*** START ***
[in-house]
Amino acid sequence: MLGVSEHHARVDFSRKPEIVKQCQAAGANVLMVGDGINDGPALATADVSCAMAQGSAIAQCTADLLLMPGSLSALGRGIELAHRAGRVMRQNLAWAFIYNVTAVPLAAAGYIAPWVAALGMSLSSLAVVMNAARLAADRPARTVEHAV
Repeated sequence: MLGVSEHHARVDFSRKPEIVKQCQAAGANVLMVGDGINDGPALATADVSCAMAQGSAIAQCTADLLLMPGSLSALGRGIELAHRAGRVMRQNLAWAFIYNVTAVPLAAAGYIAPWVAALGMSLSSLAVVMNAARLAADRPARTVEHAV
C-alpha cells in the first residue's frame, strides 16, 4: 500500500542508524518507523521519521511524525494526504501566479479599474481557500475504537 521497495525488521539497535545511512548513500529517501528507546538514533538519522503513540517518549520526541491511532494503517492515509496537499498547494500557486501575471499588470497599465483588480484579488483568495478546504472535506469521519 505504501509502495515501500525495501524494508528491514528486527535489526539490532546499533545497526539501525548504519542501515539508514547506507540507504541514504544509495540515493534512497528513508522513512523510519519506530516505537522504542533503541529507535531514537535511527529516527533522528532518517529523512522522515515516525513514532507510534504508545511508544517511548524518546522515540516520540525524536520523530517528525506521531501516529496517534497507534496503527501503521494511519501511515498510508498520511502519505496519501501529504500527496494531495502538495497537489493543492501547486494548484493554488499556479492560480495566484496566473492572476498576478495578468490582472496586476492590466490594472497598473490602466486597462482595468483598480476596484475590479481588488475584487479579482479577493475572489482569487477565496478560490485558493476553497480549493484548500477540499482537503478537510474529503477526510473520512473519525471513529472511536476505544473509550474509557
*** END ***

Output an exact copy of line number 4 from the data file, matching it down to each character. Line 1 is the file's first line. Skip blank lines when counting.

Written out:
C-alpha cells in the first residue's frame, strides 16, 4: 500500500542508524518507523521519521511524525494526504501566479479599474481557500475504537 521497495525488521539497535545511512548513500529517501528507546538514533538519522503513540517518549520526541491511532494503517492515509496537499498547494500557486501575471499588470497599465483588480484579488483568495478546504472535506469521519 505504501509502495515501500525495501524494508528491514528486527535489526539490532546499533545497526539501525548504519542501515539508514547506507540507504541514504544509495540515493534512497528513508522513512523510519519506530516505537522504542533503541529507535531514537535511527529516527533522528532518517529523512522522515515516525513514532507510534504508545511508544517511548524518546522515540516520540525524536520523530517528525506521531501516529496517534497507534496503527501503521494511519501511515498510508498520511502519505496519501501529504500527496494531495502538495497537489493543492501547486494548484493554488499556479492560480495566484496566473492572476498576478495578468490582472496586476492590466490594472497598473490602466486597462482595468483598480476596484475590479481588488475584487479579482479577493475572489482569487477565496478560490485558493476553497480549493484548500477540499482537503478537510474529503477526510473520512473519525471513529472511536476505544473509550474509557